Flood Plains - Revision Sheet


Floodplains revision sheet

A flood plain is the wide, flat area of land on either side of the river in its middle and lower course. A flood plain forms through both erosion and deposition. The river is slow flowing and shallow so it deposits alluvium and when material is deposited on the slip off slope of a meander it gradually builds up over time. When a river overflows its banks, water pours on to the floodplain and as it drains away fine material (alluvium) is deposited. A floodplain is a very fertile area due to the rich alluvium deposited by floodwaters. This makes floodplains a good place for agriculture. A build up of alluvium on the banks of a river can create levees, which raise the river bank.

Meanders move at a very slow rate and over millions of years due to erosion and they never stay in the same position. This is all due to the erosion of the outside of the river and the deposition of the inside of the river and this will happen quicker if the river is fuller because it will be travelling at a faster speed.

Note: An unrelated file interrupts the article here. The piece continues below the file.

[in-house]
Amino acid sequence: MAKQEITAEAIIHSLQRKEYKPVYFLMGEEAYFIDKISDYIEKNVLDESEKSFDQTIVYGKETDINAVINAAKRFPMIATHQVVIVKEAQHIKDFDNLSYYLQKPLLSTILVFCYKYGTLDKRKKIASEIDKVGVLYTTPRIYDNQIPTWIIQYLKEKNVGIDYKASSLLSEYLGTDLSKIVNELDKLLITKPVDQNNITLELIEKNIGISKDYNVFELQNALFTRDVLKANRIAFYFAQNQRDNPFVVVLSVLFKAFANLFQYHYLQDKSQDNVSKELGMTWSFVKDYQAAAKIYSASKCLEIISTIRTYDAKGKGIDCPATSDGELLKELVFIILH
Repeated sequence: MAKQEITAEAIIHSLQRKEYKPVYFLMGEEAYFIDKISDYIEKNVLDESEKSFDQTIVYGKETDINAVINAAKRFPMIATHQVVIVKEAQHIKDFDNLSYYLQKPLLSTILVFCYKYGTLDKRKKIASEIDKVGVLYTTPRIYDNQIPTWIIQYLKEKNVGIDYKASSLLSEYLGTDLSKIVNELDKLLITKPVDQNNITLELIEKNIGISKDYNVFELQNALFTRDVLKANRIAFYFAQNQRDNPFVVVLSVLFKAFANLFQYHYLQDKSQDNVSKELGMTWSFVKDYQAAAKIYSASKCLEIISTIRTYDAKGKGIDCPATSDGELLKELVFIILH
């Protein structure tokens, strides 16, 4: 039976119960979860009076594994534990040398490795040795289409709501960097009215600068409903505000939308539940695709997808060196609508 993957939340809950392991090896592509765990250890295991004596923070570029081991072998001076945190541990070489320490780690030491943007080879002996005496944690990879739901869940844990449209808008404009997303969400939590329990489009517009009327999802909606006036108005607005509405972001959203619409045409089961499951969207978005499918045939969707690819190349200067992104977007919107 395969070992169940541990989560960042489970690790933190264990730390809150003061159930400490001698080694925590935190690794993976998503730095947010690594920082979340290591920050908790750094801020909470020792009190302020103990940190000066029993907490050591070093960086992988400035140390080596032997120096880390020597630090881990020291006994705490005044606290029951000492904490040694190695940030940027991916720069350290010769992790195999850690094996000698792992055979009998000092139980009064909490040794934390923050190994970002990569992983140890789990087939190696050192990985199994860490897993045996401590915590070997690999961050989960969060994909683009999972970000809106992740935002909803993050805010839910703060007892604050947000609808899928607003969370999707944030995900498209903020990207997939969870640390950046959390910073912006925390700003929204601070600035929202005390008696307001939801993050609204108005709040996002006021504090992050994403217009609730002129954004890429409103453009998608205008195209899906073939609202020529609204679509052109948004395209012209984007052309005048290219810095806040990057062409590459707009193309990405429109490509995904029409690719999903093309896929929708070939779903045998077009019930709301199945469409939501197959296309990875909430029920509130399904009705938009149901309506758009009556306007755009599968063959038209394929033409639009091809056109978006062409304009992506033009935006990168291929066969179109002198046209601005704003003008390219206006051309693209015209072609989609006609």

Positive uses of floodplains:

The alluvium which is deposited make the floodplain very fertile and it is a good place for agriculture

Its constantly replenished with fresh silt washed down in a flood

Floodplains like car parks and parks aren’t effected badly

Livestock farming benefits from this

Negative uses of floodplains:

The houses that are built of a floodplain constantly get flooded and damaged

Crops will die because of the flooding and it will cost the farmers lots of money because they have just lost their crops

 Business decline

Carlisle a city built on a floodplain